The stats are quite interesting, although I'm not sure that the low amount of people who see corporate prescence on the internet as a problem is a good thing, particularly when violent/explicit content is rated so highly. I'm not convinced content is ever a problem- if you don't want to see it, don't look at or for it, but then, that's just my personal view. I guess by the stats I'm quite a minority although I do share the sentiment t

    • No, rights outlined in the European Convention on Human Rights are protected by it; internet access isn't one of them. You'll also notice that it makes no statements regarding access to other utilities. As much as denial of internet may seem like torture to a Web 2.0 addict, it isn't.

    • Recent polls show that most people regard Internet access as a fundamental right and considering how important Internet access has become that is very understandable.

      Which is not surprising. We recently had a strike where bus drivers left a lot of shifts out. In an interview the guy responsible for all of the capitals buss traffic mentioned one way to find out which shifts are run and which are not - checking their web page. If public services are moving everything to the web like this, the internet can r

  • Contact MEPs! (Score:5, Informative)

    by Adelbert ( 873575 ) on Tuesday March 09, 2010 @11:30AM (#31414124) Journal

    Finally we have the chance to lobby elected representatives rather than aetherial bureaucracy! Don't let's waste it, guys...

    If anyone in the UK wants to write to their MEPs about this resolution (you should), you can use this [] page to do so. I'm sure similar services exist in other countries, or you could just post the MEPs a dead tree version of your complaint.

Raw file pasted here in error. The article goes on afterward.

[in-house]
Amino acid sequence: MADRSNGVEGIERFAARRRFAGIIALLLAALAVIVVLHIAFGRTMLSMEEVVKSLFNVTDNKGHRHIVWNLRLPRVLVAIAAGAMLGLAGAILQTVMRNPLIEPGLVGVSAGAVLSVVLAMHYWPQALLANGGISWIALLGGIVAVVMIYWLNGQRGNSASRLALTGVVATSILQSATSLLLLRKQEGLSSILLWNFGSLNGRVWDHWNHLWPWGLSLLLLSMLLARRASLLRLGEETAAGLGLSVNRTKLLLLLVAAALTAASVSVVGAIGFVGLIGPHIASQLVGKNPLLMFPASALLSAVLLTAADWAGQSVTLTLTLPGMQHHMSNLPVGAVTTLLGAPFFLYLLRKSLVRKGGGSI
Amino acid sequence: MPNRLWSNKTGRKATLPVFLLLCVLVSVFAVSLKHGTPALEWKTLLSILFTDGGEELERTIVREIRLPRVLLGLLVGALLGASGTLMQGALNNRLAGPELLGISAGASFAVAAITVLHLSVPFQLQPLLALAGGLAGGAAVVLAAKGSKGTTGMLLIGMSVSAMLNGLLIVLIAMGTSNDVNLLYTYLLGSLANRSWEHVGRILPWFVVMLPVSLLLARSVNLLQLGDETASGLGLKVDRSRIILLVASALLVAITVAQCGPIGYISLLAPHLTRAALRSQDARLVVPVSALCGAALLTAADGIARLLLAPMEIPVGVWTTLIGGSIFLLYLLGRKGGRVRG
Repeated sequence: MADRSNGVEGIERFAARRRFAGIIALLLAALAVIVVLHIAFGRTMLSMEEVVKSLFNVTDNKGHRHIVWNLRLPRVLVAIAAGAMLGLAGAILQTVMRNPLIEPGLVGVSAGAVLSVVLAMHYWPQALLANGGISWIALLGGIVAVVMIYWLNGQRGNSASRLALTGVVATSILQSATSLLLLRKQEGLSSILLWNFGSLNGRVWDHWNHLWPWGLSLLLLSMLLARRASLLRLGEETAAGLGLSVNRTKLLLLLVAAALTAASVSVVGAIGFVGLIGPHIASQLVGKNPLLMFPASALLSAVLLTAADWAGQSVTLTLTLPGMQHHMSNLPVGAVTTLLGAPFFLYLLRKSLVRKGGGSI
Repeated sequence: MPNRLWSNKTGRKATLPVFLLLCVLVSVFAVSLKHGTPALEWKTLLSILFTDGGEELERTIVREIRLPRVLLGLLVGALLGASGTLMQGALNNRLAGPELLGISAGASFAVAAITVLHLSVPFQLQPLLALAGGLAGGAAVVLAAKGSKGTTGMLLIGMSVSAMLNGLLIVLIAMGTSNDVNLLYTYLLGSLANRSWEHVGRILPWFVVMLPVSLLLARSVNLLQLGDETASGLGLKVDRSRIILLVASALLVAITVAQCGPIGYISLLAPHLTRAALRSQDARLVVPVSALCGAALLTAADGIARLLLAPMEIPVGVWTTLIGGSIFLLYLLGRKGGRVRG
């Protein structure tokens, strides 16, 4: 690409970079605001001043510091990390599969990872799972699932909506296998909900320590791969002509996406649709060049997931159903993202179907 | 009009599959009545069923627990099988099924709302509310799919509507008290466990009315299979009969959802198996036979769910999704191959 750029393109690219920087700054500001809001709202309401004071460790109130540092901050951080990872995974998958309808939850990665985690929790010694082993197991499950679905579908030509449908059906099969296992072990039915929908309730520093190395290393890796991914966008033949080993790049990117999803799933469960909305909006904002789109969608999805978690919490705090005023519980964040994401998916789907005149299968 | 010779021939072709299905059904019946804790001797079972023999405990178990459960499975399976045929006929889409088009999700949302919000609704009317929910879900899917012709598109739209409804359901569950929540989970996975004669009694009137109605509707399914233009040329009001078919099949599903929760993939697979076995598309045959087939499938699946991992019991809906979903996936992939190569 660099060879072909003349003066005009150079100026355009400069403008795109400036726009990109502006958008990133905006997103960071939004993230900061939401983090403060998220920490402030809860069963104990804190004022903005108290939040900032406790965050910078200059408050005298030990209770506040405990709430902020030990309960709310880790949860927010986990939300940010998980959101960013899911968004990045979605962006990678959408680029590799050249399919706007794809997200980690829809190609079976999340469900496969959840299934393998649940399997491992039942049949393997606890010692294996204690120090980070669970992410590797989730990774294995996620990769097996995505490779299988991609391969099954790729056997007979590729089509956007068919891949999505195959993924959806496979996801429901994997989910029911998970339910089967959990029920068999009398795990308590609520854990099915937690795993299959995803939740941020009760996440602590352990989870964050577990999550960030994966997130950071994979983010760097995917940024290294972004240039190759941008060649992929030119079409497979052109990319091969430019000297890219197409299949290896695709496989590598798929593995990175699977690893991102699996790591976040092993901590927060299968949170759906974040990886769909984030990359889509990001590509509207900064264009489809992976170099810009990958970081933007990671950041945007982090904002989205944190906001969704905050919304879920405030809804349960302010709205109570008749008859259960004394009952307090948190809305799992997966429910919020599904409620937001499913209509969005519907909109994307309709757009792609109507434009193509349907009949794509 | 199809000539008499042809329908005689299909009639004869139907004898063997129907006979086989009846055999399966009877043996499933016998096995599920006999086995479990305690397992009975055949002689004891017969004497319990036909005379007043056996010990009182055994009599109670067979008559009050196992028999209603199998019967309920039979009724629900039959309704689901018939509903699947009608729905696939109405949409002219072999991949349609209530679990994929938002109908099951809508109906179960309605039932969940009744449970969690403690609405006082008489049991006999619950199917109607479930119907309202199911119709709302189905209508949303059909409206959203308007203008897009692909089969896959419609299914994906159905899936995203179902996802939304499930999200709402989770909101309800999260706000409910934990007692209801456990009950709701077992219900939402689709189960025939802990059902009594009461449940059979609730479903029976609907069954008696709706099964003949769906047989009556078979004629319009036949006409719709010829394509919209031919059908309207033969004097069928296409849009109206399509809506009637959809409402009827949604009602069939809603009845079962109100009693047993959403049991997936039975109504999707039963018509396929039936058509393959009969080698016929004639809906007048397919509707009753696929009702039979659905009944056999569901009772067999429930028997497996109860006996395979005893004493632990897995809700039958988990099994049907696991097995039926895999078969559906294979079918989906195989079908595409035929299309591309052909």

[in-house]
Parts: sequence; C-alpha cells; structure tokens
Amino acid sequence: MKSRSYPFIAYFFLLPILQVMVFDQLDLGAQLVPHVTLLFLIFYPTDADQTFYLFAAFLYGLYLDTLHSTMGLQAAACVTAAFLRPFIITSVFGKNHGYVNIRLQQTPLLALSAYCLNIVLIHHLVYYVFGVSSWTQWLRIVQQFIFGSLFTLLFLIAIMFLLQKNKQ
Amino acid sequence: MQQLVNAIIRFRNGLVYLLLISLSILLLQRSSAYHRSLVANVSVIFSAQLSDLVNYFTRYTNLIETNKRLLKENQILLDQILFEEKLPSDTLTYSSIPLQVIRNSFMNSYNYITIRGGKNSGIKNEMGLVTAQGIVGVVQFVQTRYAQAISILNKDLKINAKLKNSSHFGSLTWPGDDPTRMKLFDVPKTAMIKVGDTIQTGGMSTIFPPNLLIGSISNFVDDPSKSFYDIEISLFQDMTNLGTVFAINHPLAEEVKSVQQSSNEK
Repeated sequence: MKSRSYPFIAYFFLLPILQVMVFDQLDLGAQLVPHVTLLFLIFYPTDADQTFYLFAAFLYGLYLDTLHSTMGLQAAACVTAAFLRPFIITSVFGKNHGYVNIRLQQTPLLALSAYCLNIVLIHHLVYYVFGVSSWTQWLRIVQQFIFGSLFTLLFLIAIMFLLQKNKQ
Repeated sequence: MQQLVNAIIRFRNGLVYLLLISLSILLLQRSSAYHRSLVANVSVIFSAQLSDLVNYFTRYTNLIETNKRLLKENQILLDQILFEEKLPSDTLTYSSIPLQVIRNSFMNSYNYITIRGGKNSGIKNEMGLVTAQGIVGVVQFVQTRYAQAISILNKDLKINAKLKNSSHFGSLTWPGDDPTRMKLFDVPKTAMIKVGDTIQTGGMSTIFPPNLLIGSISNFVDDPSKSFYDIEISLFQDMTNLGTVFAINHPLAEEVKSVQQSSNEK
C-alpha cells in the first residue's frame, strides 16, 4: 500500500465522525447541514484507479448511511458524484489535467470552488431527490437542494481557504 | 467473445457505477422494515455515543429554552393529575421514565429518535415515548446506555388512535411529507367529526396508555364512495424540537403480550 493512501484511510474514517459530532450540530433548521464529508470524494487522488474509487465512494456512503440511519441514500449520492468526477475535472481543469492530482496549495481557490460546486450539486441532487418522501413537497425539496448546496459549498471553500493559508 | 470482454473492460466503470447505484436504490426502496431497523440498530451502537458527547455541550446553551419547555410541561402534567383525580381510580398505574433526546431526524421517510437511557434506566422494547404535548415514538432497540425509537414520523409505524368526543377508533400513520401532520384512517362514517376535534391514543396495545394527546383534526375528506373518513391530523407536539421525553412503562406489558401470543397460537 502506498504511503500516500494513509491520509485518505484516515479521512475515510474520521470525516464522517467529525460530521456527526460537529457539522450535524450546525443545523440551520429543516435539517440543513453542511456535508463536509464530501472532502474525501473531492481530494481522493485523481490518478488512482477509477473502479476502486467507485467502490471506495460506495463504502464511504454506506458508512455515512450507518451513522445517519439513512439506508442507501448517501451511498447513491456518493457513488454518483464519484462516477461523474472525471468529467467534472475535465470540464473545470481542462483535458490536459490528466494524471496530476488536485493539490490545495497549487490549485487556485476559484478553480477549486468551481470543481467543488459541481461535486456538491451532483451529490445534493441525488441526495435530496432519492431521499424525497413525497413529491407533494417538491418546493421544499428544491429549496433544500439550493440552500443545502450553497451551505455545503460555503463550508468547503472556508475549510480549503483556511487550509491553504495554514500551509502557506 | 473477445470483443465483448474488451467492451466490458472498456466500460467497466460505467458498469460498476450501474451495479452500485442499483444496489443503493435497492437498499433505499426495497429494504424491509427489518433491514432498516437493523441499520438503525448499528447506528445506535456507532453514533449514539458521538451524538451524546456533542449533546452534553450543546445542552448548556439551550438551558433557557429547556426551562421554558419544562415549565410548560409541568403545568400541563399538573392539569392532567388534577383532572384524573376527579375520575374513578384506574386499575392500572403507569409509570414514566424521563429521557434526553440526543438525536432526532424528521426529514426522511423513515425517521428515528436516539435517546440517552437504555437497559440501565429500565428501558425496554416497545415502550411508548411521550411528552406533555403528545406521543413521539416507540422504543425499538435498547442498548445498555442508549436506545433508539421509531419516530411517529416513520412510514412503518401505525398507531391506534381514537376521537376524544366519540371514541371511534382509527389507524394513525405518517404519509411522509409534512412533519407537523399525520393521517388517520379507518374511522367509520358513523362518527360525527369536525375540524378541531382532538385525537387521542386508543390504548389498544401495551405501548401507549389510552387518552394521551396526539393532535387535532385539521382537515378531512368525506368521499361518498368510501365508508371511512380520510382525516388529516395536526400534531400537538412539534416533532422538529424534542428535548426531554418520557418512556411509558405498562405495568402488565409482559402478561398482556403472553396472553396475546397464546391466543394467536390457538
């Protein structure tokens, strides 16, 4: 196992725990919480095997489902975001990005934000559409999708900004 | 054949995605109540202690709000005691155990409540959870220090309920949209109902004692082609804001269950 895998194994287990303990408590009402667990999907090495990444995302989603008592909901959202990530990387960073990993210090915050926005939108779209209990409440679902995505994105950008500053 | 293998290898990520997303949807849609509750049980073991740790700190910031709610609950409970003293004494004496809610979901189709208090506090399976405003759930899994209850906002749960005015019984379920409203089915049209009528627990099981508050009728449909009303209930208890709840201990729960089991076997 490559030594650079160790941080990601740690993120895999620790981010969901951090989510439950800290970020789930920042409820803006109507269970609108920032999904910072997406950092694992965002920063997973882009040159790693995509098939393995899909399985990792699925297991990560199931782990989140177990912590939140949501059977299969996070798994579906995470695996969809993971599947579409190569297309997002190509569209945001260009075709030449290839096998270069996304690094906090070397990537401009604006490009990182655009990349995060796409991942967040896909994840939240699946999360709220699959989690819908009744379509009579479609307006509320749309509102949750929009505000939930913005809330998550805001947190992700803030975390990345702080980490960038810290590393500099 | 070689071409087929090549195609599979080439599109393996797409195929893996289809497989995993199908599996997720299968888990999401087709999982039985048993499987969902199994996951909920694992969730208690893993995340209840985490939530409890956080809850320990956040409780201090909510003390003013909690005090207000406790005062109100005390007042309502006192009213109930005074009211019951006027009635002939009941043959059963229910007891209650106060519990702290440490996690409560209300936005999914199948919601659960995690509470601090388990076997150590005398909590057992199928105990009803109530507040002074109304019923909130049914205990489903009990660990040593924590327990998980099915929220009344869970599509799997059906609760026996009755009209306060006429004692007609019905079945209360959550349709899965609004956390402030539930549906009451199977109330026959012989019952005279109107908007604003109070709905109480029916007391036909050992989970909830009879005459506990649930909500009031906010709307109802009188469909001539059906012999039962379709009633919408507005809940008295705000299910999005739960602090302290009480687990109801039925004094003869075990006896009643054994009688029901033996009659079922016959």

• Re:Contact MEPs! (Score:5, Informative)

      by bloobloo ( 957543 ) on Tuesday March 09, 2010 @11:49AM (#31414430) Homepage

      This is why the Lisbon Treaty is a Good Thing. The power of the unelected commissioners has been reduced and the EP can start to be useful. If they can only stop the ridiculous moves to and from Strasbourg, then the future looks bright (for the moment)

    • Of course, if you elected sensible representatives in the first place then you wouldn't need to lobby them to act in your interests later. Yes, I am smug that my MEP is an active member of the FFII and is opposing this without my wasting her time with petitions.
  • Nice! (Score:2, Funny)

    by spammeister ( 586331 )
    Could this be a sudden outbreak of common sense? News at 11...
    • I believe EU parliament always felt this way. It is a sudden outbreak of leaked papers reaching them. I think there wasn't nearly enough parliamentary oversight of the commision in ACTA before now. Note that commision is for and parliament is against most of the things /.ers hate in ACTA.
  • by Akido37 ( 1473009 ) on Tuesday March 09, 2010 @11:31AM (#31414136)
    For all the anti-European sentiment here in the United States, specifically against France, it's ironic that we're becoming more dependent on them protecting our civil liberties.

    If they don't do it, our government (no matter what Administration) surely won't do it.